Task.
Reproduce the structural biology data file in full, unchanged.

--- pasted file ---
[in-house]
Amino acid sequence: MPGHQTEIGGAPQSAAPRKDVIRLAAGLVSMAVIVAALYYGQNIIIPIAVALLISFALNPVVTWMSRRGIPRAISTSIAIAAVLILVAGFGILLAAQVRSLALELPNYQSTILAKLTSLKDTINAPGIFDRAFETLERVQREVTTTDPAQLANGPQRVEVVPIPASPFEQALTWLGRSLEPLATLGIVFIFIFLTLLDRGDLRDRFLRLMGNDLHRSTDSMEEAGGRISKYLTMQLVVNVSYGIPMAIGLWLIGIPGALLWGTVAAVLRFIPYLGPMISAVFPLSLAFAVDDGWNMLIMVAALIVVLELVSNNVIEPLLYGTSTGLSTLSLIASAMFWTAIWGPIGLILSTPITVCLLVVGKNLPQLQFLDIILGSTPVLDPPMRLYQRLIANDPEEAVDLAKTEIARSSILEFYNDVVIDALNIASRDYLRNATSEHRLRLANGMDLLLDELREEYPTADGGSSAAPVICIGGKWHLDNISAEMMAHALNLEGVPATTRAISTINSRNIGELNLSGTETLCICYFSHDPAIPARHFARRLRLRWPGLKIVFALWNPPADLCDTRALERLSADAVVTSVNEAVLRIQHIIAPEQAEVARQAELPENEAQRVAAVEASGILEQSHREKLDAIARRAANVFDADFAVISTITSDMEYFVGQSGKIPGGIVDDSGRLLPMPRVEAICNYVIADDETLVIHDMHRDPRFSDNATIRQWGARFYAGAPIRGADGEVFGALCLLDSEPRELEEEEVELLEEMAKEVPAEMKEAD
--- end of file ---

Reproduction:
[in-house]
Amino acid sequence: MPGHQTEIGGAPQSAAPRKDVIRLAAGLVSMAVIVAALYYGQNIIIPIAVALLISFALNPVVTWMSRRGIPRAISTSIAIAAVLILVAGFGILLAAQVRSLALELPNYQSTILAKLTSLKDTINAPGIFDRAFETLERVQREVTTTDPAQLANGPQRVEVVPIPASPFEQALTWLGRSLEPLATLGIVFIFIFLTLLDRGDLRDRFLRLMGNDLHRSTDSMEEAGGRISKYLTMQLVVNVSYGIPMAIGLWLIGIPGALLWGTVAAVLRFIPYLGPMISAVFPLSLAFAVDDGWNMLIMVAALIVVLELVSNNVIEPLLYGTSTGLSTLSLIASAMFWTAIWGPIGLILSTPITVCLLVVGKNLPQLQFLDIILGSTPVLDPPMRLYQRLIANDPEEAVDLAKTEIARSSILEFYNDVVIDALNIASRDYLRNATSEHRLRLANGMDLLLDELREEYPTADGGSSAAPVICIGGKWHLDNISAEMMAHALNLEGVPATTRAISTINSRNIGELNLSGTETLCICYFSHDPAIPARHFARRLRLRWPGLKIVFALWNPPADLCDTRALERLSADAVVTSVNEAVLRIQHIIAPEQAEVARQAELPENEAQRVAAVEASGILEQSHREKLDAIARRAANVFDADFAVISTITSDMEYFVGQSGKIPGGIVDDSGRLLPMPRVEAICNYVIADDETLVIHDMHRDPRFSDNATIRQWGARFYAGAPIRGADGEVFGALCLLDSEPRELEEEEVELLEEMAKEVPAEMKEAD